The President went to Ohio on Friday to make sure the country knows that he's fighting for them about jobs and health care. He "won't stop fighting to bring jobs back to hard working Americans."
I have to wonder: who is he fighting with? Who, exactly is the opponent here? Who is against creating jobs and growing the economy?
Is he suggesting that he is fighting with business leaders and owners, whose prosperity and productivity depend on the labor supplied by the workers? That seems unlikely.
Is he suggesting that he is fighting with the local Chambers of Commerce, which exist to promote business creation and economic development? Seems unlikely as well.
Is he fighting against local and state governments, which both spend lots of effort to attract businesses and jobs to broaden the local tax base? No, I don't think so.
So why does he feel the need to "fight" for jobs? If there is a fight about job creation, the opponent must be anyone who is against the elements needed to create jobs: capital, markets, raw materials and means to transform these into products, and a workforce that can make it all happen. Who is against these things?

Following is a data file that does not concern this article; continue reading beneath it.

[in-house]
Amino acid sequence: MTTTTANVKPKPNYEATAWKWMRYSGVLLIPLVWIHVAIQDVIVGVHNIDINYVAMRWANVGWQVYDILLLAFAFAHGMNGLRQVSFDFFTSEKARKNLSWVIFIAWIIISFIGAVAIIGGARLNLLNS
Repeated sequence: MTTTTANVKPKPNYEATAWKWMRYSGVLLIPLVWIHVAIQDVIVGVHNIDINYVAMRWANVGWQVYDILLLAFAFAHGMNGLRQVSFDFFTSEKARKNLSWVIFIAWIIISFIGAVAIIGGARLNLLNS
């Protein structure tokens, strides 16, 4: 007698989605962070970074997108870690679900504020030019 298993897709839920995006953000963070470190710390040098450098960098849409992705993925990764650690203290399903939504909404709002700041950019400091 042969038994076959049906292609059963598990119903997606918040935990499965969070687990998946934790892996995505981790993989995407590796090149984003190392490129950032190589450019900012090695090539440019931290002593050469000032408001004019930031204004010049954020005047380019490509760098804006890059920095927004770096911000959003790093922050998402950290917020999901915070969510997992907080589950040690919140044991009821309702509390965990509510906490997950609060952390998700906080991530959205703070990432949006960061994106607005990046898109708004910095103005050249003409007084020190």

The answer is pretty easy to see: environmentalists want us to suppress the use and creation of energy; they want to limit the environmental effects of manufacturing (not necessarily a bad thing, but it can drive up costs); labor unions want workers to gain benefits, often greater than their members' labor can create; liberals want taxes and regulation on capital in order to 'spread the wealth around."
In short, the President seems to be in a shadow boxing match with his own side.
Maybe they should give that some thought.